If you’re relying on nasal or throat-based tests to give you a clean bill of health after a COVID-19 infection, you might be swabbing the wrong end.
A study by researchers at Stanford Medicine has found that infected people can shed viral genetic material in their feces for up to seven months after diagnosis. Those who do often suffer lingering gastrointestinal symptoms such as nausea, vomiting, and abdominal pain.
Study: Gastrointestinal symptoms and fecal shedding of SARS-CoV-2 RNA suggest prolonged gastrointestinal infection. Image Credit: NIAID
The study is the first to assess the presence of viral RNA in fecal samples from individuals with mild to moderate COVID-19 that are collected at various points after they became ill. It adds to mounting evidence that the SARS-CoV-2 virus actively infects the gut.
The findings don’t imply that there is fecal-to-oral transmission of the virus that causes COVID-19, the researchers caution. They were isolating fragmented genetic material rather than intact, infectious viral particles. But the results highlight a possible viral reservoir that could partially explain the mystifying constellation of symptoms that plague a minority of COVID-19 patients for months after their initial infection.
“No one really knows what causes long COVID,” said Ami Bhatt, MD, Ph.D., associate professor of medicine and of genetics. “But our study shows that SARS-CoV-2 can hide out in the gut for months. Maybe long COVID — and the wide variety of symptoms it causes — is due to the immune system’s response to viral proteins in hidden reservoirs throughout the body.”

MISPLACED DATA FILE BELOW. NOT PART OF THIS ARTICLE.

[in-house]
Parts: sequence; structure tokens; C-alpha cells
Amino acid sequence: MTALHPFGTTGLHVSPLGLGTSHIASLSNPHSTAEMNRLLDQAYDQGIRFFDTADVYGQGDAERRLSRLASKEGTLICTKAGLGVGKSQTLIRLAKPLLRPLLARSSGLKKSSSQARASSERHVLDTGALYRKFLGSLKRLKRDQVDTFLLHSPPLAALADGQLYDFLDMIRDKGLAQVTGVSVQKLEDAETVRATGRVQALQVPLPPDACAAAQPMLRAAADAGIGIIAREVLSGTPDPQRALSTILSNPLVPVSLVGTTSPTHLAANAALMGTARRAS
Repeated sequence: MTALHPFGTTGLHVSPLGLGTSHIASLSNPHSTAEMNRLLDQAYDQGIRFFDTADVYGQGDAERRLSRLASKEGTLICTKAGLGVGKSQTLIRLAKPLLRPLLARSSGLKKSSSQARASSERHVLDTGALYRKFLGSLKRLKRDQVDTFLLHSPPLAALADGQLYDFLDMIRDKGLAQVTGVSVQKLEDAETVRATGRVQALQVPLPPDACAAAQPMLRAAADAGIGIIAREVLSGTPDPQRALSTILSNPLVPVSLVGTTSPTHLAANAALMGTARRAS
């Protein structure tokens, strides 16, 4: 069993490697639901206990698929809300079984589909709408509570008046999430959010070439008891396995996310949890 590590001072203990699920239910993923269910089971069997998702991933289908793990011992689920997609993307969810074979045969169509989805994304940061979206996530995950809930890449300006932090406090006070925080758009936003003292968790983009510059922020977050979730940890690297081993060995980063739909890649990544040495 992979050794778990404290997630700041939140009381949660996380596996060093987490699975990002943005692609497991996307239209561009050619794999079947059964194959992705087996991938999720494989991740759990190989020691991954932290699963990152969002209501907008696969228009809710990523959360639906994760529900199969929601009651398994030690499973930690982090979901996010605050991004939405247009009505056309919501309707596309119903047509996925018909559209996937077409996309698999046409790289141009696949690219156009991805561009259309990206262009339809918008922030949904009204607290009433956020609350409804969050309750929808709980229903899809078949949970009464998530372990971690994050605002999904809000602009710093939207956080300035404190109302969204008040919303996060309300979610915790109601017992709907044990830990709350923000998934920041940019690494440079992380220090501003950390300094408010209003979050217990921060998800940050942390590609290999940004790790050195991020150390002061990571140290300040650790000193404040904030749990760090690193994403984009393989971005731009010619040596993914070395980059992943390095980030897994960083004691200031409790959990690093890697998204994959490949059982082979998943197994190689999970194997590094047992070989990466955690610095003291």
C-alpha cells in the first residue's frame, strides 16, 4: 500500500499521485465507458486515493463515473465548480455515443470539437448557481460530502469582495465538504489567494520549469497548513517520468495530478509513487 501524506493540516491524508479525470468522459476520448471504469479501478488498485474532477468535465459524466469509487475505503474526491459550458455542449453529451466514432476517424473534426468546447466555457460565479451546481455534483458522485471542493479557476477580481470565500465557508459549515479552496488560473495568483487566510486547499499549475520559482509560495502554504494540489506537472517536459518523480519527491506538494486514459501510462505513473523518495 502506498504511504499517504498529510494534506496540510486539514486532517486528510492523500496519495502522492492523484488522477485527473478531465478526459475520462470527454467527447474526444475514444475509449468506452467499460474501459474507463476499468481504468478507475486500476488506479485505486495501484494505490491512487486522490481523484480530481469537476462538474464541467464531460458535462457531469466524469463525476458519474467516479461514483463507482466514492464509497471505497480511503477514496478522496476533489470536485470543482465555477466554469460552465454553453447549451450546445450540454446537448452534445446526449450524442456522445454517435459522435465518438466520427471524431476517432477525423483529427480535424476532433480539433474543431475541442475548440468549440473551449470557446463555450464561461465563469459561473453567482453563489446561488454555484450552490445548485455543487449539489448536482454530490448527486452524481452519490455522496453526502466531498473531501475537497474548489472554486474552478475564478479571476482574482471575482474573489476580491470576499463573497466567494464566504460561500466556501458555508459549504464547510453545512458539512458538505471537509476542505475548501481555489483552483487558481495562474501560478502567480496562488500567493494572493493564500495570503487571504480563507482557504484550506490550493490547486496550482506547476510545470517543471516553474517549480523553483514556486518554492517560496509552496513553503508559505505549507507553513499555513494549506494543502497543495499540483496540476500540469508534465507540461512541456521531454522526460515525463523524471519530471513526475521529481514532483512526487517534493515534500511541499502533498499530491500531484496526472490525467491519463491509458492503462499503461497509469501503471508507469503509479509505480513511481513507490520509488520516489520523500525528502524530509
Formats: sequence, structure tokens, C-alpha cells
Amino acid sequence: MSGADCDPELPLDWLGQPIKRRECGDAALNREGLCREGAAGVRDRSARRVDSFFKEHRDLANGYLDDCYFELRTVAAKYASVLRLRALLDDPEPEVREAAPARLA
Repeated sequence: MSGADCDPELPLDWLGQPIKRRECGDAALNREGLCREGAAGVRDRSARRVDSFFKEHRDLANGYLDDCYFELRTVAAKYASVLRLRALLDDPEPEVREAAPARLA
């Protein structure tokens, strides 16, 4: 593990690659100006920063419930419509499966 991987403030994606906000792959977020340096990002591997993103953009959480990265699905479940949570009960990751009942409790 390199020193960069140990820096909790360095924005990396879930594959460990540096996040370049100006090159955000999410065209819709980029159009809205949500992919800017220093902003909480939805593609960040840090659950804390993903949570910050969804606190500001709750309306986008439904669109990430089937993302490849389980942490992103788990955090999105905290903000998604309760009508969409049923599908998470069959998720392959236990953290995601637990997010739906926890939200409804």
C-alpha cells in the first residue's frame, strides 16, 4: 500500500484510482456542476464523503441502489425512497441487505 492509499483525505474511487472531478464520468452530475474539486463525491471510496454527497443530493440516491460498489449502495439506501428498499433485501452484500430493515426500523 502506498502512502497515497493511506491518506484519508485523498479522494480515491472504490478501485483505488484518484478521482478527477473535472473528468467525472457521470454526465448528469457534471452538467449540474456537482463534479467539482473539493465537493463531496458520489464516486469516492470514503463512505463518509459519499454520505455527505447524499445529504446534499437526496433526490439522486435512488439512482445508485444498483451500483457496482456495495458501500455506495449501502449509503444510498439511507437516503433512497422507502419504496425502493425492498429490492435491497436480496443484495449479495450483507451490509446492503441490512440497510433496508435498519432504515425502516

COVID and the microbiome
People with primarily gastrointestinal symptoms could have a persistent viral infection in their intestines, for example. Others with the mental confusion commonly called “brain fog” could similarly have a lingering infection in their nervous system, Bhatt speculated.
Bhatt is the senior author of the study, which was published online in the journal Med on April 12. Postdoctoral scholar Aravind Natarajan, Ph.D.; research scientist Soumaya Zlitni; laboratory manager Erin Brooks; and research scientist Summer Vance are the lead authors of the study.
Bhatt, who researches how the microbiome — the vast universe of bacteria that carpets the lining of our intestines — affects human health, is eager to study whether an individual’s bacterial “gutprint” affects whether, how and for how long the virus is shed in their feces after infection with SARS-CoV-2. She and her colleagues are continuing their study of viral shedding in fecal samples as part of the nationwide RECOVER Initiative sponsored by the National Institutes of Health.
The research team took advantage of an early clinical trial launched in May 2020 at Stanford Medicine of a possible treatment, interferon lambda, for mild COVID-19 infection. Participants in the trial were monitored to follow the evolution of their symptoms and the degree and location of viral shedding. Fecal samples were collected from participants at specific time points as part of the trial.
The researchers piggybacked onto the interferon lambda trial because the participants were less sick than the hospitalized patients who were the focus of many other investigations at the time. They wanted to track what was happening in the majority of patients — those with mild illness.